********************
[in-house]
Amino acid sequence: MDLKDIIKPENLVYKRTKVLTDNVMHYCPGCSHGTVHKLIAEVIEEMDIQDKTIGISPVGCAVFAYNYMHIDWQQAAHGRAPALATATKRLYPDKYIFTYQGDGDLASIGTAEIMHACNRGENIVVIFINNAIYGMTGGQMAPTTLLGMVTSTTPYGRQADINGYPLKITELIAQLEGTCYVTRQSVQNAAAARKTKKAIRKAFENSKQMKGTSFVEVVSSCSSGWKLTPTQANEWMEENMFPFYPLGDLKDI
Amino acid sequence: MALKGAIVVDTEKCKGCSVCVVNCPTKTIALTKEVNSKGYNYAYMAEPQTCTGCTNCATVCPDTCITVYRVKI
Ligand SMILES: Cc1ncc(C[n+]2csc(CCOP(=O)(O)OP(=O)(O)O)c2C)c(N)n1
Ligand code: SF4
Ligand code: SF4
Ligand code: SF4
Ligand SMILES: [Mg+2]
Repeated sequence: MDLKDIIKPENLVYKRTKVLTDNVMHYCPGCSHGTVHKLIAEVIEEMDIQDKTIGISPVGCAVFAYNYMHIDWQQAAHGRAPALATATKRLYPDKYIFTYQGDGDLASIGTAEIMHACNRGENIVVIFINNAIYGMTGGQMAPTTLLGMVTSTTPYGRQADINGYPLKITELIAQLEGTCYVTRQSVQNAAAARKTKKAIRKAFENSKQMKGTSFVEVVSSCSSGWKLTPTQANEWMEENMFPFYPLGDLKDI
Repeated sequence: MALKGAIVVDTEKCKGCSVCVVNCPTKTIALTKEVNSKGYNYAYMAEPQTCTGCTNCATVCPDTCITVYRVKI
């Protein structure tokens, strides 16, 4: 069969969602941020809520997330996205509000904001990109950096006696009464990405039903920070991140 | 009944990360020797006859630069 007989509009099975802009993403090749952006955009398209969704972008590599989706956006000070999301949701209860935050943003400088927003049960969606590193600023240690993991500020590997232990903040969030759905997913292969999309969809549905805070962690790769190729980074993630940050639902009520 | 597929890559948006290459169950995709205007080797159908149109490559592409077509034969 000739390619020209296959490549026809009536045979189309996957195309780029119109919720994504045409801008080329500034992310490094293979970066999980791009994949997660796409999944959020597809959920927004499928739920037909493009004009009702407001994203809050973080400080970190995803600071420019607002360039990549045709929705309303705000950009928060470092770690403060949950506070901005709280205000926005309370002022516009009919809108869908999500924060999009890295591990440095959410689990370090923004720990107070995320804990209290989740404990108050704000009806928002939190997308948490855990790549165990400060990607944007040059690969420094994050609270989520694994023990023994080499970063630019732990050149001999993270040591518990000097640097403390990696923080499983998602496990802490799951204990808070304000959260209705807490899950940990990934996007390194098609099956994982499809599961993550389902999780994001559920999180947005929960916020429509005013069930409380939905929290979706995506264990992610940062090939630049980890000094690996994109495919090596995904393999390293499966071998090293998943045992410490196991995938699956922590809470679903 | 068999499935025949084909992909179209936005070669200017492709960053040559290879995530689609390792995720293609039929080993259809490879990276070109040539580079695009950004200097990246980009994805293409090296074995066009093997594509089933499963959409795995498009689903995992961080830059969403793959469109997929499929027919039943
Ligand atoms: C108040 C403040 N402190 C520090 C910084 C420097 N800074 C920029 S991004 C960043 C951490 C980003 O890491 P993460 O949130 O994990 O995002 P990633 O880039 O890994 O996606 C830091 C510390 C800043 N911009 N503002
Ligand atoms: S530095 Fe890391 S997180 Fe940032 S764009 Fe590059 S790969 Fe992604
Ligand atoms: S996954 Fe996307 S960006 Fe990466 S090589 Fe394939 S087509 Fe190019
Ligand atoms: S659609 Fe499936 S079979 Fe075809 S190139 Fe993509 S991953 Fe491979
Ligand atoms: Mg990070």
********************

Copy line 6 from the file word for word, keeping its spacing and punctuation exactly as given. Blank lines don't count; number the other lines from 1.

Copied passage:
Ligand code: SF4